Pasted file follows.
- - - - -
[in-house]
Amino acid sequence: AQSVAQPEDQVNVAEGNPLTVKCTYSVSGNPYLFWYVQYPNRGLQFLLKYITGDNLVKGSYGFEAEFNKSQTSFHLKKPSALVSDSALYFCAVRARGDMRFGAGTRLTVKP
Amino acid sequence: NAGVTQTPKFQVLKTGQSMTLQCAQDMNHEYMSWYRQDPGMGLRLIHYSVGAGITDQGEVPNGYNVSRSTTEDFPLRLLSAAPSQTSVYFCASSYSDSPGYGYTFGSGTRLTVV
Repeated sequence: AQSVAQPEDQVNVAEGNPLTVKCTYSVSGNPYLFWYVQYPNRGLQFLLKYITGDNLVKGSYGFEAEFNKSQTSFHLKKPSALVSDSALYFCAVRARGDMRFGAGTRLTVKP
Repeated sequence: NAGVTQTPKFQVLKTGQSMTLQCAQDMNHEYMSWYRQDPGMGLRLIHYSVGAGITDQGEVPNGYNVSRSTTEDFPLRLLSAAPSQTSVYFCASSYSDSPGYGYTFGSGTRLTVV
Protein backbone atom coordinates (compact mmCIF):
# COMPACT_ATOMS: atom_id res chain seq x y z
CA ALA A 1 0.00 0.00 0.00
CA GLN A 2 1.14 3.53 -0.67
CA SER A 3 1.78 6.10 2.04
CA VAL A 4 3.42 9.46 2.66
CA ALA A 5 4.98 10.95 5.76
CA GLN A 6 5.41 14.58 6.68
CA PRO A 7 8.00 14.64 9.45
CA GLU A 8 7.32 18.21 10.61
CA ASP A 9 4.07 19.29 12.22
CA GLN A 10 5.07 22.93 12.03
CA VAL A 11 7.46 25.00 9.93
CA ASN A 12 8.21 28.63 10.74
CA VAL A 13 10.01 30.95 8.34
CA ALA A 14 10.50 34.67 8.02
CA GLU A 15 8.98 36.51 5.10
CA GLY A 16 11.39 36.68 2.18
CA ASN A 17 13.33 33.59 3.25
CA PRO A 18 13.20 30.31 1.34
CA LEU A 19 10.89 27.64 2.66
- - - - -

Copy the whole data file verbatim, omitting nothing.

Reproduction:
[in-house]
Amino acid sequence: AQSVAQPEDQVNVAEGNPLTVKCTYSVSGNPYLFWYVQYPNRGLQFLLKYITGDNLVKGSYGFEAEFNKSQTSFHLKKPSALVSDSALYFCAVRARGDMRFGAGTRLTVKP
Amino acid sequence: NAGVTQTPKFQVLKTGQSMTLQCAQDMNHEYMSWYRQDPGMGLRLIHYSVGAGITDQGEVPNGYNVSRSTTEDFPLRLLSAAPSQTSVYFCASSYSDSPGYGYTFGSGTRLTVV
Repeated sequence: AQSVAQPEDQVNVAEGNPLTVKCTYSVSGNPYLFWYVQYPNRGLQFLLKYITGDNLVKGSYGFEAEFNKSQTSFHLKKPSALVSDSALYFCAVRARGDMRFGAGTRLTVKP
Repeated sequence: NAGVTQTPKFQVLKTGQSMTLQCAQDMNHEYMSWYRQDPGMGLRLIHYSVGAGITDQGEVPNGYNVSRSTTEDFPLRLLSAAPSQTSVYFCASSYSDSPGYGYTFGSGTRLTVV
Protein backbone atom coordinates (compact mmCIF):
# COMPACT_ATOMS: atom_id res chain seq x y z
CA ALA A 1 0.00 0.00 0.00
CA GLN A 2 1.14 3.53 -0.67
CA SER A 3 1.78 6.10 2.04
CA VAL A 4 3.42 9.46 2.66
CA ALA A 5 4.98 10.95 5.76
CA GLN A 6 5.41 14.58 6.68
CA PRO A 7 8.00 14.64 9.45
CA GLU A 8 7.32 18.21 10.61
CA ASP A 9 4.07 19.29 12.22
CA GLN A 10 5.07 22.93 12.03
CA VAL A 11 7.46 25.00 9.93
CA ASN A 12 8.21 28.63 10.74
CA VAL A 13 10.01 30.95 8.34
CA ALA A 14 10.50 34.67 8.02
CA GLU A 15 8.98 36.51 5.10
CA GLY A 16 11.39 36.68 2.18
CA ASN A 17 13.33 33.59 3.25
CA PRO A 18 13.20 30.31 1.34
CA LEU A 19 10.89 27.64 2.66